Mammoth Biosciences Comes out of Stealth Mode to Use CRISPR Tech to Diagnose Diseases

Biotech Company

Mammoth Biosciences, based in San Francisco, has officially launched to develop CRISPR technology for clinical diagnostics. The company was co-founded by two Stanford PhDs, Trevor Martin, chief executive officer, and Ashley Tehranchi, chief technology officer, and two Berkley PhD students, Janice Chen and Lucas Harrington, and Jennifer Doudna, who originally co-discovered CRISPR gene-editing technology.

CRISPR is a gene-editing technique that allows researchers to quickly and precisely edit DNA. In drug development, it utilizes a bacterial protein called Cas9. CRISPR Therapeutics, one of the earliest companies based on the technology, is expected to begin human clinical trials in Europe for beta thalassemia, a blood disorder that decreases the production of hemoglobin. China has several ongoing clinical trials for various diseases using CRISPR. In the U.S., there is only one, at the University of Pennsylvania for melanoma, sarcoma, and multiple myeloma.

Mammoth, however, is not a drug development company. The company is attempting to develop point-of-care diagnostic tests by using CRISPR. Wired speculates that Mammoth is likely to use Cas12a, formerly known as Cpf1. Doudna, Chen and Harrington published a paper in the journal Science in February that showed how Cas12a could identify different strains of human papillomavirus in human samples. Martin told The Verge that Cas13a was also of interest.

Both Cas9 and Cas12a attach to a DNA strand when it reaches its target and cuts. But what Cas12a then does is different. As Wired notes, “It starts shredding up any single-stranded DNA it finds.”

In the paper, Doudna and her team describe how they programmed Cas12a to shred two strains of HPV that can cause cancer. Then they added it with a “reporter molecule,” which is a bit of single-stranded DNA that issues a fluorescent signal when cut, to the test tubes of human cells. Cells infected with HPV glowed. Healthy cell did not glow.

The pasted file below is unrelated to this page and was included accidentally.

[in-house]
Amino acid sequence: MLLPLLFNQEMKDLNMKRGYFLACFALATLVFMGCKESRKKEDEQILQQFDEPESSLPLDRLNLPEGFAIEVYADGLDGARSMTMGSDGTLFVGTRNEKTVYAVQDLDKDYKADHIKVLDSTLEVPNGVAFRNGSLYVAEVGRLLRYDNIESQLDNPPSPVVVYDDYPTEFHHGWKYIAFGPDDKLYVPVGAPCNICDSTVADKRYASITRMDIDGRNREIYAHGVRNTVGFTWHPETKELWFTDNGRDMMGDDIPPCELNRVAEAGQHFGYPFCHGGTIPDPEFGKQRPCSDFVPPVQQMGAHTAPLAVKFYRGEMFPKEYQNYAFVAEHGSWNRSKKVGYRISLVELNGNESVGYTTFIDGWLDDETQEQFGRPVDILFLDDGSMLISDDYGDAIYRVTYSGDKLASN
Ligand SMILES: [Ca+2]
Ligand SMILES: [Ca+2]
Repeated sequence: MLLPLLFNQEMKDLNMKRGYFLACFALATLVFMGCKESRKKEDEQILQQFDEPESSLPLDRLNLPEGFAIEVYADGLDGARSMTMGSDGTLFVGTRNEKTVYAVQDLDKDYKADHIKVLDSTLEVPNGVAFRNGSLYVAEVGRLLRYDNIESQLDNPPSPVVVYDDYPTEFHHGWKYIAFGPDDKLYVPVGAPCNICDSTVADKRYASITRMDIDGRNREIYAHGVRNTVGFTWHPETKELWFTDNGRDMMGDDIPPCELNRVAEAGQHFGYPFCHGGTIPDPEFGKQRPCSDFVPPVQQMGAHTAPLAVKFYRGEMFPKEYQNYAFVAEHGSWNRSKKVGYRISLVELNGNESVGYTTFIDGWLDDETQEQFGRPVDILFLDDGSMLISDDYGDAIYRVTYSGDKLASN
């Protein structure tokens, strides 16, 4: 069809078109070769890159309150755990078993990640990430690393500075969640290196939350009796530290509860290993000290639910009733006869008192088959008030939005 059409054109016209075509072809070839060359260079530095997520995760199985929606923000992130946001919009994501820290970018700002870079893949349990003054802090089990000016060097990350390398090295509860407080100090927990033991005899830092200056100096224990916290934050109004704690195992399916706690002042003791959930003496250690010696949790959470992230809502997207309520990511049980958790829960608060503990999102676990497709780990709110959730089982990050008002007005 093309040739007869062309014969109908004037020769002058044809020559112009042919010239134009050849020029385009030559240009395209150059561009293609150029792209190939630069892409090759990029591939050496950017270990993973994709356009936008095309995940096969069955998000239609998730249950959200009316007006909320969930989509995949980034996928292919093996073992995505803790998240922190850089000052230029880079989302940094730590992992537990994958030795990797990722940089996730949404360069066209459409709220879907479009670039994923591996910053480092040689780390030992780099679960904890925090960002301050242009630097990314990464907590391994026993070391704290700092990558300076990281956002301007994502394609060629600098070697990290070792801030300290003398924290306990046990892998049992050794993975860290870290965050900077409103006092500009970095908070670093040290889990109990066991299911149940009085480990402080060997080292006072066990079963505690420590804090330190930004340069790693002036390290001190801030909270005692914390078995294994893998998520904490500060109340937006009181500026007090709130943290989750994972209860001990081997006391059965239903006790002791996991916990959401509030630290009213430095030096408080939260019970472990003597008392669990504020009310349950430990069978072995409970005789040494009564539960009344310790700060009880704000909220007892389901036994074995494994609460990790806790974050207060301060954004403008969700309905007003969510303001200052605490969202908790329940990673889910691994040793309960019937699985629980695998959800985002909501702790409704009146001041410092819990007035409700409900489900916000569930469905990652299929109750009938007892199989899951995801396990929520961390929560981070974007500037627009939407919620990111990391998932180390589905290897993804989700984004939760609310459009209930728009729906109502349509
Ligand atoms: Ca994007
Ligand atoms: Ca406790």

Martin told Wired, “There are these really amazing biosensing properties of CRISPR that people hadn’t realized for a long time. Billions of years of evolution have given us these incredible proteins, which science is just beginning to characterize.”

The company raised $120,000 from NFX Guild in 2017. Since then it has raised funds from several sources, including Mayfield, NFX, 8VC, AME Cloud, Wireframe, Kairos and Boom Capital. They have not disclosed the total amount raised.

“Because we have this really transformative platform for disease detection, it’s really allowing us to rethink the business models about building this type of biotech company,” Martin told TechCrunch. “Because the technology is so programmable, we’re really leveraging [to make] Mammoth a platform company for detection.”

Now the company is interested in partnering with universities or corporations that have potential diagnostic biomarkers that can be utilized in its CRISPR program. Martin told TechCrunch, the plan is to use its device-free system “to bring these biomarkers the last mile or even the last foot into the healthcare system. We’re really excited to partner with these companies to use our platform. [Mammoth] enables these awesome biomarkers to actually get used.”

Mammoth isn’t the only group working on using CRISPR for diagnostics, and is also possibly a source of potential roadblocks. Feng Zhang and his group at MIT is working on a CRISPR test called SHERLOCK.

Why that’s of particular interest is that Doudna and Zhang have been involved in patent disputes over CRISPR pretty much since the patents were filed. And, for that matter, Zhang also published a paper in the journal Science earlier this year describing his team’s use of CRISPR to detect microorganisms in patient samples, in Zhang’s case, dengue and Zika viruses, as well as lung cancer mutations in DNA.

Doudna and Emmanuelle Charpentier published the first paper describing CRISPR technology in 2012. But Zhang had filed a broad U.S. patent claim on the technology based on laboratory notes to prove he was the first inventor. Charpentier was then at the Max F Perutz Laboratories at the University of Vienna in Austria. At least 10 patents are involved in the various lawsuits, which are still ongoing.

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